Some information regarding the protection offered by the 23-valent pneumococcal polysaccharide vaccine to older children can be drawn from studies of adult patients. Elkayam et al.[49] showed that average antibody titres in patients receiving conventional immunosuppressive agents and/or CSs between 1 month and 1 year after vaccination were the same as, or slightly lower than, those observed in control subjects. In a more detailed investigation, Elkayam et al.[50] found similar post-vaccination GMTs among the patients, regardless of treatment, but 33% of those with RA and 21% of those with SLE showed only minimal responses. Elkayam et al.[51] also compared antibody responses 1 month after pneumococcal polysaccharide vaccination in 16 patients treated with MTX plus etanercept or infliximab, and 17 matched patients treated with MTX alone. The patients receiving TNF antagonists showed a trend towards lower antibody responses to most of the tested antigens; 31% were poor responders compared with 18% of those receiving MTX alone.[51] In contrast, Kapetanovic et al.[52] compared responses to the 23F and 6B pneumococcal antigens in patients with RA receiving MTX alone or combined with TNF antagonists, and found that the former had significantly lower antibody responses. Mease et al.[53] investigated immune responses to 5 of the 23 antigens in the polysaccharide vaccine in 184 patients with PsA treated with MTX alone or combined with etanercept, and found that ~20% of the patients in both groups did not show a ≥2-fold increase in antibody titre against any of the antigens. Logistic regression analysis identified MTX therapy and older age (but not treatment with etanercept) as independent factors leading to the attenuated responses.[53] On the other hand, Visvanathan et al.[54] did not find any difference in antibody responses between patients with RA receiving MTX alone or combined with infliximab, but the responses of both groups were lower than those of healthy controls.

None of these studies[49–54] reported any safety problems, and the tolerability of both the PCV-7 and polysaccharide vaccine was always good in both children and adults with RD, and no different from that observed in healthy controls or subjects suffering from different diseases. No efficacy data are available for any of the pneumococcal vaccines, and it is not known how long protective titres last after vaccination in patients receiving immunosuppressive therapy, or when such patients should be revaccinated.

Meningococcal Vaccines Among the meningococcal vaccines, the meningococcal serogroup C conjugate vaccine was evaluated in a multicentre cohort study of children with RD in order to determine whether their immune response may be hampered by immunosuppressive therapy:[40] 234 children and adolescents with JIA were vaccinated, and adequate antibody levels were observed even in those receiving highly immunosuppressive medication.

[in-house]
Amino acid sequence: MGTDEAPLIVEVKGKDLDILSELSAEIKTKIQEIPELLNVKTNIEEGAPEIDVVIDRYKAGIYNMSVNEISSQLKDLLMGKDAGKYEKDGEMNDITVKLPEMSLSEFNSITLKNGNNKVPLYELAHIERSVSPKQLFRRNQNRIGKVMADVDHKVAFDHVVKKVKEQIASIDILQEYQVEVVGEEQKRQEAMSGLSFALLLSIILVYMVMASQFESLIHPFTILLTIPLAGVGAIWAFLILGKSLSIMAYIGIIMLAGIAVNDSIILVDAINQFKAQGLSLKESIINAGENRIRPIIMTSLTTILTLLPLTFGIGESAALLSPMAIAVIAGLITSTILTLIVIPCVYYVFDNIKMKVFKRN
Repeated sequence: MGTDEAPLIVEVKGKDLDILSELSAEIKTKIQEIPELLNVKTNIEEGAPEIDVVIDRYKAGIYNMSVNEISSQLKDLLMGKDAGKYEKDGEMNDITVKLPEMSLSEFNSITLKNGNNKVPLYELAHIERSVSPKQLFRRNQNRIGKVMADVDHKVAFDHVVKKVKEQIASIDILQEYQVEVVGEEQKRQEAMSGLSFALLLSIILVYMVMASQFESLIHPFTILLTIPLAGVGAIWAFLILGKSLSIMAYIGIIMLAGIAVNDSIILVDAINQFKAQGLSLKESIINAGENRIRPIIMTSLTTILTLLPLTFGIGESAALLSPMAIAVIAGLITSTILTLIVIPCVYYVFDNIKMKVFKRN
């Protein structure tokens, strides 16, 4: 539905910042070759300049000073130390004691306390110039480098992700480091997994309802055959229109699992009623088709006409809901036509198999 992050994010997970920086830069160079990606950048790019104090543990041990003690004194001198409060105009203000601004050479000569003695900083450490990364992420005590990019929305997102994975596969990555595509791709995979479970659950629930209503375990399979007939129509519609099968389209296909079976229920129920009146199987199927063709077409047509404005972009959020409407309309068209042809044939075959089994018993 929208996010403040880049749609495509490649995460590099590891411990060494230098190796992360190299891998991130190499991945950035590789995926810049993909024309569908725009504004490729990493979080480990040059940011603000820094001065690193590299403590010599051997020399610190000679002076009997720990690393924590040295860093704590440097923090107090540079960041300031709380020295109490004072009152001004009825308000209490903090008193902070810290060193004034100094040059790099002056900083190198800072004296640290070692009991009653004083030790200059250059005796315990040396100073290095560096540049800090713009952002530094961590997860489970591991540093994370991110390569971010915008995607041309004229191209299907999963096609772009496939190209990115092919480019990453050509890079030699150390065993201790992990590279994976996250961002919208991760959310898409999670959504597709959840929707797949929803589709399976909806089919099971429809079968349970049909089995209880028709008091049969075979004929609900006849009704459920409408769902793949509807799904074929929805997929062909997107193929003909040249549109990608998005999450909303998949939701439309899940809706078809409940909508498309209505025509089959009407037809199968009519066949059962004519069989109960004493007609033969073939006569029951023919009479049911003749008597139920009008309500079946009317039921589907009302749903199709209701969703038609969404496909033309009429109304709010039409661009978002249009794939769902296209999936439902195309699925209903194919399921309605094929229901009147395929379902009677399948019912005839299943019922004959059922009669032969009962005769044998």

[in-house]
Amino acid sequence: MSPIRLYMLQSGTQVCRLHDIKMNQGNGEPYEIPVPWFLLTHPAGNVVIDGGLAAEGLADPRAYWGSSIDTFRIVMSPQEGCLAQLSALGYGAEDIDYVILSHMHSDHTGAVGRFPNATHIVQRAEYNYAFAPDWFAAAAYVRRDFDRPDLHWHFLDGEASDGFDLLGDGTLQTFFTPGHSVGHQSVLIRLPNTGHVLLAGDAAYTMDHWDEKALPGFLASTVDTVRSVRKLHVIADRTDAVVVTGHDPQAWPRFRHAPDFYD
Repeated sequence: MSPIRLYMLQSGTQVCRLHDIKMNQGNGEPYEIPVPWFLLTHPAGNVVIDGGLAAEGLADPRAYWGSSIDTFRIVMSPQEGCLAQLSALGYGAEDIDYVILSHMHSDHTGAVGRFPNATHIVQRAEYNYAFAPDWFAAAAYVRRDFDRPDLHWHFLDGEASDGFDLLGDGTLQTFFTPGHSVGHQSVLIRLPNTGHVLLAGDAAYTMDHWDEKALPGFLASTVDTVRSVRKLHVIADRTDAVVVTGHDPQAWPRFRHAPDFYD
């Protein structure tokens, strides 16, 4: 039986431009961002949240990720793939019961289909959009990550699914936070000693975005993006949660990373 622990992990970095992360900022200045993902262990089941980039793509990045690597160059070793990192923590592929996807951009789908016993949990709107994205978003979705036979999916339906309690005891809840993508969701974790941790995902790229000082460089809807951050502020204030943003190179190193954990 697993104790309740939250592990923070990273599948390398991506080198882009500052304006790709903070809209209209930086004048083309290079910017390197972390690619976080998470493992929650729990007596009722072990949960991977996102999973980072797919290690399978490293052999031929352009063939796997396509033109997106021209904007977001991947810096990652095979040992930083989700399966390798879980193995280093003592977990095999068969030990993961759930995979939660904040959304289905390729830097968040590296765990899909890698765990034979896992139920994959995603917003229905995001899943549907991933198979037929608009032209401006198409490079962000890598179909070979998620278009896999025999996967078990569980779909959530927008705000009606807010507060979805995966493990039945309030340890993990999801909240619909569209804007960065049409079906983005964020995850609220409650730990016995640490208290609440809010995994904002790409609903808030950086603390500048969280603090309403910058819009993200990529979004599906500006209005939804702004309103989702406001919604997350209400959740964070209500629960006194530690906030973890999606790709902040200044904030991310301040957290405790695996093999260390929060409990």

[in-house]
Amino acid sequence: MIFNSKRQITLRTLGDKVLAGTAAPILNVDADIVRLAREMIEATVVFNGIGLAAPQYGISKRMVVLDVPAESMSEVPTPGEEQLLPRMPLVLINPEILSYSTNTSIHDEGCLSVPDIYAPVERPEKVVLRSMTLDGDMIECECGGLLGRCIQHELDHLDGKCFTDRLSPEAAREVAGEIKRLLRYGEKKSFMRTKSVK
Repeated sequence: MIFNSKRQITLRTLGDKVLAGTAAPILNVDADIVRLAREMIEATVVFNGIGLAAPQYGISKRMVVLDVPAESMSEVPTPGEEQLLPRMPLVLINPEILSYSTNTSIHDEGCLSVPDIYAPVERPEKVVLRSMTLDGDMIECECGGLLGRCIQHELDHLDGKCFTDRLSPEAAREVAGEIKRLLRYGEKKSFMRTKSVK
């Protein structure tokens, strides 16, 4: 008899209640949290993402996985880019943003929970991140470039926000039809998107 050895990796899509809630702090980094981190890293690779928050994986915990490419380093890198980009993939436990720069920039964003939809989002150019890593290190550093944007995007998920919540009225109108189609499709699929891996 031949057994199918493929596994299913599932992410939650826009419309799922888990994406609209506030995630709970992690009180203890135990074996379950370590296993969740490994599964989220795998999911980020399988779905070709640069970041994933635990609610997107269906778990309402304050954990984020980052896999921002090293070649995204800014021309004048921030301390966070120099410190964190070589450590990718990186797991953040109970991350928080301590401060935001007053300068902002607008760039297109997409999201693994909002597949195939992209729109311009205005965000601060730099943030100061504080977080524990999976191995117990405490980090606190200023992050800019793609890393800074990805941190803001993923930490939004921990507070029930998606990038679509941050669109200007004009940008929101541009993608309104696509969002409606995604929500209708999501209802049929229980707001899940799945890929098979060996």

Inactivated Influenza Vaccine Annual vaccinations against influenza are recommended throughout the world for children with impaired immune responses, including those with RD.[55,56] Although no randomized controlled trial has studied influenza vaccinations in these patients, there are some small studies but as most of them were carried out before 2000, they do not consider the effects of biological drugs such as anti-TNF preparations on immune responses to influenza vaccine.

Data have been collected from patients treated with CSs and/or other DMARDs. In a study by Malleson et al.[28] involving 34 children with JIA and 13 healthy controls, at least 95% of the patients developed presumably protective antibody levels. Pre-immunization titres, seroresponse rates and final titres against influenza antigens were similar in the patients and controls. Olson et al.[57] reported similar results from a small study of 14 subjects with JIA aged 5–20 years. The absence of any interference with antibody response to influenza vaccine by immunosuppressive drugs has also been demonstrated by Kanakoudi-Tsakalidou et al.,[58] who found no difference between 70 children with chronic RDs aged 4–17 years and five healthy siblings despite the fact that some of the patients had been receiving prednisone and/or other anti-rheumatic drugs for a long time.